Manual for Teachers


25. ARE "PSYCHIC" POWERS DESIRABLE?

1 The answer to this question is much like the preceding one. There are, of course, no "unnatural" powers, and it is obviously merely an appeal to magic to make up a power that does not exist. It is equally obvious, however, that each individual has many abilities of which he is unaware. As his awareness increases, he may well develop abilities that seem quite startling to him. Yet nothing he can do can compare even in the slightest with the glorious surprise of remembering Who he is. Let all his learning and all his efforts be directed toward this one great final surprise, and he will not be content to be delayed by the little ones that may come to him on the way.

2 Certainly there are many "psychic" powers that are clearly in line with this course. Communication is not limited to the small range of channels the world recognizes. If it were, there would be little point in trying to teach salvation. It would be impossible to do so. The limits the world places on communication are the chief barriers to direct experience of the Holy Spirit, Whose Presence is always there and Whose Voice is available but for the hearing. These limits are placed out of fear, for without them the walls that surround all the separate places of the world would fall at the holy sound of His Voice. Who transcends these limits in any way is merely becoming more natural. He is doing nothing special, and there is no magic in his accomplishments.

3 The seemingly new abilities that may be gathered on the way can be very helpful. Given to the Holy Spirit, and used under His direction, they are valuable teaching aids. To this, the question of how they arise is irrelevant. The only important consideration is how they are used. Taking them as ends in themselves, no matter how this is done, will delay progress. Nor does their value lie in proving anything; achievements from the past, unusual attunement with the "unseen," or "special" favours from God. God gives no special favours, and no one has any powers that are not available to everyone. Only by tricks of magic are special powers "demonstrated."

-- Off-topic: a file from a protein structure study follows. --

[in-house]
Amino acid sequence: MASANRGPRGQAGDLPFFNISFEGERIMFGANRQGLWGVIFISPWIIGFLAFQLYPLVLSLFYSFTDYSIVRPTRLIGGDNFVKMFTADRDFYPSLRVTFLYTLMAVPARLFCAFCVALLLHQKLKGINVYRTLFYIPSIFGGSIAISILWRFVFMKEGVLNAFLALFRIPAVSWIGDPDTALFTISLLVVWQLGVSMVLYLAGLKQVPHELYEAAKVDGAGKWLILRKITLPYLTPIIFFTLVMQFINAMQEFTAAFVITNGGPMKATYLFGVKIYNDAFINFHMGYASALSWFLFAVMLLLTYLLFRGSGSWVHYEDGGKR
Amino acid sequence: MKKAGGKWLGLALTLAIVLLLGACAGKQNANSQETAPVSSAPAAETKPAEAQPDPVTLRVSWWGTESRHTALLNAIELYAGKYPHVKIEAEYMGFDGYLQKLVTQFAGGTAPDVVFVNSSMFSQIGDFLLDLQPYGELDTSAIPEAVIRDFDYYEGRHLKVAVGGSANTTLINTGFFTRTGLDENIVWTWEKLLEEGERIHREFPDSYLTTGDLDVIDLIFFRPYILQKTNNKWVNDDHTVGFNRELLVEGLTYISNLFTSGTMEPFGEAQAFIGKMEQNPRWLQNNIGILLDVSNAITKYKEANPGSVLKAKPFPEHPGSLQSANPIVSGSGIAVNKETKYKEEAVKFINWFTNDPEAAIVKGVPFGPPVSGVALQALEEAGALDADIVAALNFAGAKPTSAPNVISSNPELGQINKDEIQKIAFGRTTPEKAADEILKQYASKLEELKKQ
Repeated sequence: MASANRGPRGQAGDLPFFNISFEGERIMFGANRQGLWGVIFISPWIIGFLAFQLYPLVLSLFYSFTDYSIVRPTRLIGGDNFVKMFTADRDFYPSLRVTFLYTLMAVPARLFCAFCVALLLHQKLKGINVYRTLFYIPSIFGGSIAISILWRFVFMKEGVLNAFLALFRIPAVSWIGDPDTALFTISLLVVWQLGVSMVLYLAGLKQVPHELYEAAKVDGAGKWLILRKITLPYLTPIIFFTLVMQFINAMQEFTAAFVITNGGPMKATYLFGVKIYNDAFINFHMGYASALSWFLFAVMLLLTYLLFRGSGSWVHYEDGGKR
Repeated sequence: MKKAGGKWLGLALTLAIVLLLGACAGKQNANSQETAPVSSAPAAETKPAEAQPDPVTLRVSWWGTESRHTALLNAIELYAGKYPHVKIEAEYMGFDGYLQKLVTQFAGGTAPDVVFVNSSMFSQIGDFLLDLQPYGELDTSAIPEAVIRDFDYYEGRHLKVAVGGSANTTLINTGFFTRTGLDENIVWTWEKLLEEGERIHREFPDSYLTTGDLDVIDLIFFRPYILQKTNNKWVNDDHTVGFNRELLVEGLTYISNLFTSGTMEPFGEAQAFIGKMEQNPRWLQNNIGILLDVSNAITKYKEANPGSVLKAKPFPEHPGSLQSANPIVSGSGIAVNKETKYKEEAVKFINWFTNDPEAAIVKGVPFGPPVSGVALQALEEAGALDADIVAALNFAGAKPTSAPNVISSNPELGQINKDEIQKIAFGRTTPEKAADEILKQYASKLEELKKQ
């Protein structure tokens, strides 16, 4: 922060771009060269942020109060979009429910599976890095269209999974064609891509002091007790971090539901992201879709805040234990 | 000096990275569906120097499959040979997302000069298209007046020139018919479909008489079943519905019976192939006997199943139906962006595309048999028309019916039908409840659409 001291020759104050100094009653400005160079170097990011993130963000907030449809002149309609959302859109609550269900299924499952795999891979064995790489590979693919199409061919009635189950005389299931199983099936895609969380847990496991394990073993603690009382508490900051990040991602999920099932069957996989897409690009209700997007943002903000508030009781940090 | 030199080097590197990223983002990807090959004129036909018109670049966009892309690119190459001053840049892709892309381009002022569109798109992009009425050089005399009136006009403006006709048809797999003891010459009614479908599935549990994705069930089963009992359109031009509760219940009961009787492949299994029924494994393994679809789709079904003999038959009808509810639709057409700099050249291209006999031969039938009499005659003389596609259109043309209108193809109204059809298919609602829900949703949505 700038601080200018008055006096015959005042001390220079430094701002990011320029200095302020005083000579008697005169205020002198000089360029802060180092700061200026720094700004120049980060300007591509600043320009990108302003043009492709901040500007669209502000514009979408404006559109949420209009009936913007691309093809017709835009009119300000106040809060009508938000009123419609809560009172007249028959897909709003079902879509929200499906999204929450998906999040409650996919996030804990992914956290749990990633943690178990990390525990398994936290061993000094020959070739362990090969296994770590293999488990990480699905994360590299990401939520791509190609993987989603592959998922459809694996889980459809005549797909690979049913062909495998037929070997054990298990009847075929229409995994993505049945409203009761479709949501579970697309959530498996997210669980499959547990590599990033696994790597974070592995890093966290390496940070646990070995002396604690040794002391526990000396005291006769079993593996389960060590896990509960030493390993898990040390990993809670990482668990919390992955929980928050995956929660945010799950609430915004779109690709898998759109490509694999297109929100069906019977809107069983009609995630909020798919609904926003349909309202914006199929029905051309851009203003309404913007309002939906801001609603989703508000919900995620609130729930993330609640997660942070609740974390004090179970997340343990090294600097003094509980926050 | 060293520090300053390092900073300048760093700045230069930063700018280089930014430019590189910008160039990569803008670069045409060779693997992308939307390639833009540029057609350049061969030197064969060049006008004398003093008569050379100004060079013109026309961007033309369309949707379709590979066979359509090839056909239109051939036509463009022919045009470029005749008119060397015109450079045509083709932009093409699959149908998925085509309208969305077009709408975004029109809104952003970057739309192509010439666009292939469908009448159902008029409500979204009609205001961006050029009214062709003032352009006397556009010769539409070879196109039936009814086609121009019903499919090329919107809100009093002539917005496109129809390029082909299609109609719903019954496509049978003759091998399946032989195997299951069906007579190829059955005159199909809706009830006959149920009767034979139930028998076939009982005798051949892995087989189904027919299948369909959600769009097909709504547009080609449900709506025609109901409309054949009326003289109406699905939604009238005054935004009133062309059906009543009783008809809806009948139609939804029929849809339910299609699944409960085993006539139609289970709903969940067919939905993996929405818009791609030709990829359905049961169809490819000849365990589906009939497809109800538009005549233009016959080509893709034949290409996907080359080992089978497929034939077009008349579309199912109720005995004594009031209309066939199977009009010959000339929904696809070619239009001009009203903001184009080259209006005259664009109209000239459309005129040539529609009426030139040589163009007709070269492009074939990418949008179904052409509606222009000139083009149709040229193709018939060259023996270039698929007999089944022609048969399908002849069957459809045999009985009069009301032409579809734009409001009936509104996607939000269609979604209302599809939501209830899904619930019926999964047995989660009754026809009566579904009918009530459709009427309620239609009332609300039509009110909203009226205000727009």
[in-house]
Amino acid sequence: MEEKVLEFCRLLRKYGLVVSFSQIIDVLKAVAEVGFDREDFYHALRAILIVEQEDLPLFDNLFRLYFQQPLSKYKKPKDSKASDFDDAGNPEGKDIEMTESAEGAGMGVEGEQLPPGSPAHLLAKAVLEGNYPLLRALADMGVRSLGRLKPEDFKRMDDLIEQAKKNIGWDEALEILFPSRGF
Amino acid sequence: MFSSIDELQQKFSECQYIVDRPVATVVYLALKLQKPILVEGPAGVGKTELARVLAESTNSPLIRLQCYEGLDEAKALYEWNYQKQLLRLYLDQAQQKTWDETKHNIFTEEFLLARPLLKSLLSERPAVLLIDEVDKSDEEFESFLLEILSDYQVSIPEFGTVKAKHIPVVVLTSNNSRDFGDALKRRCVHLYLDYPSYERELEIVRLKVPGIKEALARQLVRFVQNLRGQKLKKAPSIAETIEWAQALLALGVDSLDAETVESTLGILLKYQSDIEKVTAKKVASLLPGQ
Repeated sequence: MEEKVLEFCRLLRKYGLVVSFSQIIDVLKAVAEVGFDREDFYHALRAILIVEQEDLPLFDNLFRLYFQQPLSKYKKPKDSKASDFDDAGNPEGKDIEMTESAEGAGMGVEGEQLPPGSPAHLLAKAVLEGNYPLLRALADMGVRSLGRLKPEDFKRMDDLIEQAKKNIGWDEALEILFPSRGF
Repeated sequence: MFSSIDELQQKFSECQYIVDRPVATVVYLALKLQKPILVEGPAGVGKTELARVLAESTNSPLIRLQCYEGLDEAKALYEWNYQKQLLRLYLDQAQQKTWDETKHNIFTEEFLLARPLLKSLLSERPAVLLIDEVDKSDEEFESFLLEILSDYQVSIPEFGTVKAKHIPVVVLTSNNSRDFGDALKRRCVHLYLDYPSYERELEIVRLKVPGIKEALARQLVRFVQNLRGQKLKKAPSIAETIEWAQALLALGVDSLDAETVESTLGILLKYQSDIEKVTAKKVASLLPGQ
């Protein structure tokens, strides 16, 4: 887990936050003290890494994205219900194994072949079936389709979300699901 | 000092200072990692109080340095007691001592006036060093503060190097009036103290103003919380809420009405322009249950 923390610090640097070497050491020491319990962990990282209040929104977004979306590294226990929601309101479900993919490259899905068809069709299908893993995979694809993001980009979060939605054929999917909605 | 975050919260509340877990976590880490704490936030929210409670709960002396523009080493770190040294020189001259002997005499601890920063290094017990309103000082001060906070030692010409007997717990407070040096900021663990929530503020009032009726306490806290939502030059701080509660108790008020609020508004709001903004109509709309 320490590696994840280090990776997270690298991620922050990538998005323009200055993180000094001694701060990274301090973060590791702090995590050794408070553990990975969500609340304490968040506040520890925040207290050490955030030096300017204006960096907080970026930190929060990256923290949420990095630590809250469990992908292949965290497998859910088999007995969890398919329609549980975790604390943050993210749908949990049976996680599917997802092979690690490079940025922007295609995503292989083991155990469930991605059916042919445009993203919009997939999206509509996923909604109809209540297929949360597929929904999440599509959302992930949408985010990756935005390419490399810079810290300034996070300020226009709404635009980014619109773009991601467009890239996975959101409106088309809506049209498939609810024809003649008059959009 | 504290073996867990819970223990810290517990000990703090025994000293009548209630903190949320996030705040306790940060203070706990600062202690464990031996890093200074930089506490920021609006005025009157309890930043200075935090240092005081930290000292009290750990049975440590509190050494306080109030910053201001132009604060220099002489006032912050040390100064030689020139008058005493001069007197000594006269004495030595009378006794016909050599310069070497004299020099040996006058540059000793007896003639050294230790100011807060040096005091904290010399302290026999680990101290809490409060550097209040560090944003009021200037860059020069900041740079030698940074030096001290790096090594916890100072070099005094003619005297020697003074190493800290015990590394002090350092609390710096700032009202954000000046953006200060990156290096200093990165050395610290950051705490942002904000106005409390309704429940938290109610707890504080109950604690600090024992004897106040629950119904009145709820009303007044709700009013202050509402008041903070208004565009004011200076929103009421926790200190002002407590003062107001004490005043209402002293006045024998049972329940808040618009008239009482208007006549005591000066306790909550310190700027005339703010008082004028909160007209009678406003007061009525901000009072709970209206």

4 Nothing that is genuine is used to deceive. The Holy Spirit is incapable of deception, and He can use only genuine abilities. What is used for magic is useless to Him. But what He uses cannot be used for magic. There is, however, a particular appeal in unusual abilities that can be curiously tempting. Here are strengths which the Holy Spirit wants and needs. Yet the ego sees in these same strengths an opportunity to glorify itself. Strengths turned to weakness are tragedy indeed. Yet what is not given to the Holy Spirit must be given to weakness, for what is withheld from love is given to fear, and will be fearful in consequence.

5 Even those who no longer value the material things of the world may still be deceived by "psychic" powers. As investment has been withdrawn from the world's material gifts, the ego has been seriously threatened. It may still be strong enough to rally under this new temptation to win back strength by guile. Many have not seen through the ego's defenses here, although they are not particularly subtle. Yet, given a remaining wish to be deceived, deception is made easy. Now the "power" is no longer a genuine ability, and cannot be used dependably. It is almost inevitable that, unless the individual changes his mind about its purpose, he will bolster his "power's" uncertainties with increasing deception.

6 Any ability that anyone develops has the potentiality for good. To this there is no exception. And the more unusual and unexpected the power, the greater its potential usefulness. Salvation has need of all abilities, for what the world would destroy the Holy Spirit would restore. "Psychic" abilities have been used to call upon the devil, which merely means to strengthen the ego. Yet here is also a great channel of hope and healing in the Holy Spirit's service. Those who have developed "psychic" powers have simply let some of the limitations they laid upon their minds be lifted. It can be but further limitations they lay upon themselves if they utilise their increased freedom for greater imprisonment. The Holy Spirit needs these gifts, and those who offer them to Him and Him alone go with Christ's gratitude upon their hearts, and His holy sight not far behind.

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